What does Disney have in common with the Congressional Hispanic Caucus?
Give up? They both want to escalate efforts to pass comprehensive immigration reform with a pathway to citizenship.
Today, immigration reform saw a welcome two steps forward. First, a press conference today marked over 100 co-sponsors for the CIR ASAP bill, introduced last fall by Representative Luis Gutierrez (D-IL). At the press conference, members of Congress reaffirmed and intensified their commitment to passing immigration reform.
Much of the message was framed around the passage of SB 1070 in Arizona and the copycat laws that are springing up around the country. Chairwoman of the Congressional Black Caucus, Representative Barbara Lee spoke out against the racial profiling law:
We must act now. We cant afford to wait any longer. Arizona reminds us of that. We wont let people divide us anymore. (via ClinicLegal)
Representative Luis Gutierrez, who introduced the legislation, drove home the urgency of the moment:
“The legislative clock is ticking,” stressed Gutierrez. “We know people are getting deported at the highest rate in modern history.”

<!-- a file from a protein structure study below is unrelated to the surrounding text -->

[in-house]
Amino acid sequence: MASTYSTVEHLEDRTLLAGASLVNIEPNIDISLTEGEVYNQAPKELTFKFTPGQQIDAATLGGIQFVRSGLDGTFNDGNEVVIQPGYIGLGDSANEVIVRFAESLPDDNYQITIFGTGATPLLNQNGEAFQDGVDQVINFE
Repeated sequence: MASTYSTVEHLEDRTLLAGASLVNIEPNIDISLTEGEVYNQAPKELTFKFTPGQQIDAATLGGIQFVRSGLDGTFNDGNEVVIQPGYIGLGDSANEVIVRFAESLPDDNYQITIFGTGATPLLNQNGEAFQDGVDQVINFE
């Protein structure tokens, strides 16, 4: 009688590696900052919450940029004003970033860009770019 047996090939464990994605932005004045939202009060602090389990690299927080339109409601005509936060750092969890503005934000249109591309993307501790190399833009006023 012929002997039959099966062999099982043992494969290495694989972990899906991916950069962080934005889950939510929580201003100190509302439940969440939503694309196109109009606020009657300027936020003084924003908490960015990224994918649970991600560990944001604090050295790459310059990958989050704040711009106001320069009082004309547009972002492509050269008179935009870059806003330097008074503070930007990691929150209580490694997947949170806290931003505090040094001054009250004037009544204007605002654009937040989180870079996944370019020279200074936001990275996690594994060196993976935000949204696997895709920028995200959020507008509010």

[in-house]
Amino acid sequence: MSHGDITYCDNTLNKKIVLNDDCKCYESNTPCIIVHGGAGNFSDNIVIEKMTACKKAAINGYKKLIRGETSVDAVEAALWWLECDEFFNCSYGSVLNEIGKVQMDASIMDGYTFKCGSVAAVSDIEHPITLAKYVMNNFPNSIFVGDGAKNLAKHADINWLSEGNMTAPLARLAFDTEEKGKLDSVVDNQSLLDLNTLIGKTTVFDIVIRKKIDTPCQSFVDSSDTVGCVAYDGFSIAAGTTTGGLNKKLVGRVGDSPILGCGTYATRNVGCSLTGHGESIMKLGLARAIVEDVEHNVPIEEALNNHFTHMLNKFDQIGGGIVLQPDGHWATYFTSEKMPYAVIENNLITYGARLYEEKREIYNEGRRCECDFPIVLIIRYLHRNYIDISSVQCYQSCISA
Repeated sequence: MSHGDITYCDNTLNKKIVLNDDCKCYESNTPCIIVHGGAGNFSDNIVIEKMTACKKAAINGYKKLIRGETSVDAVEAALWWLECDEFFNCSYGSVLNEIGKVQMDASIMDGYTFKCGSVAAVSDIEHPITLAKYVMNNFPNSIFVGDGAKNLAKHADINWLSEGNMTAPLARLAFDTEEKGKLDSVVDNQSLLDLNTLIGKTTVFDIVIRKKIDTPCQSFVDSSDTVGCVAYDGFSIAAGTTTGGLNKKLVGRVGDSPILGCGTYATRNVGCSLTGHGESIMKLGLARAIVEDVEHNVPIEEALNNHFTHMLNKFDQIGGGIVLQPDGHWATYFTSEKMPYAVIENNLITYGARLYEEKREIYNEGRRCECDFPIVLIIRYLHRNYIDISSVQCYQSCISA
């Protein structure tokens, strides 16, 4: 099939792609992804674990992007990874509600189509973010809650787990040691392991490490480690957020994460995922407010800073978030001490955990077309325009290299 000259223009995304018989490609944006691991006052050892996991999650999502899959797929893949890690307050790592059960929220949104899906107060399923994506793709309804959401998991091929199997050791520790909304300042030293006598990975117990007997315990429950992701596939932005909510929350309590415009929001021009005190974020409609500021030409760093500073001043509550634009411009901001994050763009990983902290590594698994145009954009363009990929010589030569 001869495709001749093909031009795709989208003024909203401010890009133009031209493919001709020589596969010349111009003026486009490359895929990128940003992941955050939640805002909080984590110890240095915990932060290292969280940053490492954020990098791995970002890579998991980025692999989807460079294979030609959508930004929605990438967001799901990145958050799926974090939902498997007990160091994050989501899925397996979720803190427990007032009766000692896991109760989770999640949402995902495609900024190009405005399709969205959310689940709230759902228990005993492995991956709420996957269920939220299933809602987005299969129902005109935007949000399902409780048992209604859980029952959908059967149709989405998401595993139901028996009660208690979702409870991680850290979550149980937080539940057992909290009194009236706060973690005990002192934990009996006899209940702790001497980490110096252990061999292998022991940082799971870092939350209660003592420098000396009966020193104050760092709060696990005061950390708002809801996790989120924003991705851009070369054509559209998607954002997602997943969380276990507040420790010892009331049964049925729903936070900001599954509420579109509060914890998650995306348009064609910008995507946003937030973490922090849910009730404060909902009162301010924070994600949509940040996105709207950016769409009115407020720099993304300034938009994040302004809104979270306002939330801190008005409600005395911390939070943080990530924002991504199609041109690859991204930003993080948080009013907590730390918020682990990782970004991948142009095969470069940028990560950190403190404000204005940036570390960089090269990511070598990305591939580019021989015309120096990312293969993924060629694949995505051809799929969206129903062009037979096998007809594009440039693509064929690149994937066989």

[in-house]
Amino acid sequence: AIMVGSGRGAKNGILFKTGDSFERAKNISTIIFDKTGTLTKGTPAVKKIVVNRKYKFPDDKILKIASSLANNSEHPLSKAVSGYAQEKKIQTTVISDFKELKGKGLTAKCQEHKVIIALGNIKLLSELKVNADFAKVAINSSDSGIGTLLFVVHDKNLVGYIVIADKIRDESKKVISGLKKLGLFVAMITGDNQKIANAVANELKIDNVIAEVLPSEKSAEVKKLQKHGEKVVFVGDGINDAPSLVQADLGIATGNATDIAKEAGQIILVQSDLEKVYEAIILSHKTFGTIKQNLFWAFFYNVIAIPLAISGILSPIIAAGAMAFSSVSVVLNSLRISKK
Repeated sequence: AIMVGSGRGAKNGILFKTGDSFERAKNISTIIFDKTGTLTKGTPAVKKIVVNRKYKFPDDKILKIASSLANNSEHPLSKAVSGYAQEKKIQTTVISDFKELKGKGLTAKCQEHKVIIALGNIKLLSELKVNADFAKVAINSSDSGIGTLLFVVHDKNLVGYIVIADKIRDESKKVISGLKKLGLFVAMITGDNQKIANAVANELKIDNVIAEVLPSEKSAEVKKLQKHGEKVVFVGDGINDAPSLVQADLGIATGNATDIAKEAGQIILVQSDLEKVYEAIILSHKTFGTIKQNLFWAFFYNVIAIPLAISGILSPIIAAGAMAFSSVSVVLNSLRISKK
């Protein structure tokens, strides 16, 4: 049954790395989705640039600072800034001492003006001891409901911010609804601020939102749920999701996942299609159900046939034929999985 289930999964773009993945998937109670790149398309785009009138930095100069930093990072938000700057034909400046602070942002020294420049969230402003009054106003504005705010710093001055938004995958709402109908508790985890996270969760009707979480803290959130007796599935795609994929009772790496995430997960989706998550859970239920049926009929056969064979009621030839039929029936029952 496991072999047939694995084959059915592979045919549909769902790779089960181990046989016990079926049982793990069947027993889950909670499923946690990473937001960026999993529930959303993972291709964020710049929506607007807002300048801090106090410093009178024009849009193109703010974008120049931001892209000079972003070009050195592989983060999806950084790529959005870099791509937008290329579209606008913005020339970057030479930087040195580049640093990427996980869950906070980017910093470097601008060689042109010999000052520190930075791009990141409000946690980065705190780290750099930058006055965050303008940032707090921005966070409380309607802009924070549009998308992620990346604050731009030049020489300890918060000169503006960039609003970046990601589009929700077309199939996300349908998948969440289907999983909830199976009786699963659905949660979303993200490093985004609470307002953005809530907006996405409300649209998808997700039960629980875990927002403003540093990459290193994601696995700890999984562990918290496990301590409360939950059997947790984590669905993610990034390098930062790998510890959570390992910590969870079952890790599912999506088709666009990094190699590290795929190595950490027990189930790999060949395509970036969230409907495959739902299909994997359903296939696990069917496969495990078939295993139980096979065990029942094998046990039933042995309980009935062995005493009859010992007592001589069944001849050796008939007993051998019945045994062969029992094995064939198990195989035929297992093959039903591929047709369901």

Guttierez said the need for Congress to pass his plan is critical, especially with only one month to go before many provisions within the recently signed Arizona immigration law start to take effect. He called the Arizona law a call to action, and said a pragmatic solution must be found for what he referred to as a “broken system.” The Illinois Democrat added that he wants something passed before Congress recesses in August.
At the same time that members of Congress were escalating their push for immigration reform this year, some unlikely allies were publicly declaring their support for the measure. CEO's of major corporations like Hewlett Packard, News Corp and Disney have joined forces with New York City mayor Michael Bloomberg to push for comprehensive immigration reform.
"I can't think of any ways to destroy this country quite as direct and impactful as our immigration policy. We educate the best and the brightest, and then we don't give them a green card."
"It's our great strength as a nation, and it's also critical for continued economic growth," Walt Disney Co. Chairman and CEO Robert Iger said in a statement. "To remain competitive in the 21st century, we need effective immigration reform that invites people to contribute to our shared success by building their own American dream."